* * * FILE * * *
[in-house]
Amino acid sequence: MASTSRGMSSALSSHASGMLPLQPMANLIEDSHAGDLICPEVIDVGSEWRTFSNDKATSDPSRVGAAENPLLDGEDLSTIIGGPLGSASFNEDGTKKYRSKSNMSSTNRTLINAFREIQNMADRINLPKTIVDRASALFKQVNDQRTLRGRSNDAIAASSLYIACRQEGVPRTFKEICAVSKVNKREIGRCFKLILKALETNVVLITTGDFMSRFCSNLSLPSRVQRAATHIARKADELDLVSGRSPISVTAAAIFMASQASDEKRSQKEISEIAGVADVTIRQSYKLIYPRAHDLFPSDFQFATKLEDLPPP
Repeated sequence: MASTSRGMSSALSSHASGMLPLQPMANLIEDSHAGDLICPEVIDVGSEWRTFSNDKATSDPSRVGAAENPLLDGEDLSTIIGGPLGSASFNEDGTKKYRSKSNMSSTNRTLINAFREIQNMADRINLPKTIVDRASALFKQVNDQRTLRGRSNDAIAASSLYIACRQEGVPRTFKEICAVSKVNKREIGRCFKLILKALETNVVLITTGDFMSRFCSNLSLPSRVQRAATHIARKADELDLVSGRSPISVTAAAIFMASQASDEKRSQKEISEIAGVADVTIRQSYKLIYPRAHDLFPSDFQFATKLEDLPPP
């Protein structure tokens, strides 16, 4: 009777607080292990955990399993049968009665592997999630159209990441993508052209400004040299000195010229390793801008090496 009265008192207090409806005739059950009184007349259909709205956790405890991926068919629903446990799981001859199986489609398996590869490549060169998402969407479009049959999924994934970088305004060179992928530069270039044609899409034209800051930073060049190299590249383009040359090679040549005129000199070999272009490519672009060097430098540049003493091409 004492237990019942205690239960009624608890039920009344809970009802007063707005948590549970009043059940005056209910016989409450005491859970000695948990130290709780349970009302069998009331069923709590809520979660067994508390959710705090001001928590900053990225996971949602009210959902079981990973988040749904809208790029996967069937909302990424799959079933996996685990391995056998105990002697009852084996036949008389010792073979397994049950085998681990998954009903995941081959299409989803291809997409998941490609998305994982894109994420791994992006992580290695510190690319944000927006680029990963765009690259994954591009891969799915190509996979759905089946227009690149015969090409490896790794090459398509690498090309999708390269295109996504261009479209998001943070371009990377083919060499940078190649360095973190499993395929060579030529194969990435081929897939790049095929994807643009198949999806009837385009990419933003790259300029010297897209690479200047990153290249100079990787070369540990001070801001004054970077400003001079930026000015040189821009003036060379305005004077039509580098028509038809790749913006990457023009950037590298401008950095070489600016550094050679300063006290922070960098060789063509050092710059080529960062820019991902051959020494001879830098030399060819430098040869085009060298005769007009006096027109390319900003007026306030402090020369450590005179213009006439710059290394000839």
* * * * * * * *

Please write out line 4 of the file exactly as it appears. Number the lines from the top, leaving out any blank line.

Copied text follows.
């Protein structure tokens, strides 16, 4: 009777607080292990955990399993049968009665592997999630159209990441993508052209400004040299000195010229390793801008090496 009265008192207090409806005739059950009184007349259909709205956790405890991926068919629903446990799981001859199986489609398996590869490549060169998402969407479009049959999924994934970088305004060179992928530069270039044609899409034209800051930073060049190299590249383009040359090679040549005129000199070999272009490519672009060097430098540049003493091409 004492237990019942205690239960009624608890039920009344809970009802007063707005948590549970009043059940005056209910016989409450005491859970000695948990130290709780349970009302069998009331069923709590809520979660067994508390959710705090001001928590900053990225996971949602009210959902079981990973988040749904809208790029996967069937909302990424799959079933996996685990391995056998105990002697009852084996036949008389010792073979397994049950085998681990998954009903995941081959299409989803291809997409998941490609998305994982894109994420791994992006992580290695510190690319944000927006680029990963765009690259994954591009891969799915190509996979759905089946227009690149015969090409490896790794090459398509690498090309999708390269295109996504261009479209998001943070371009990377083919060499940078190649360095973190499993395929060579030529194969990435081929897939790049095929994807643009198949999806009837385009990419933003790259300029010297897209690479200047990153290249100079990787070369540990001070801001004054970077400003001079930026000015040189821009003036060379305005004077039509580098028509038809790749913006990457023009950037590298401008950095070489600016550094050679300063006290922070960098060789063509050092710059080529960062820019991902051959020494001879830098030399060819430098040869085009060298005769007009006096027109390319900003007026306030402090020369450590005179213009006439710059290394000839």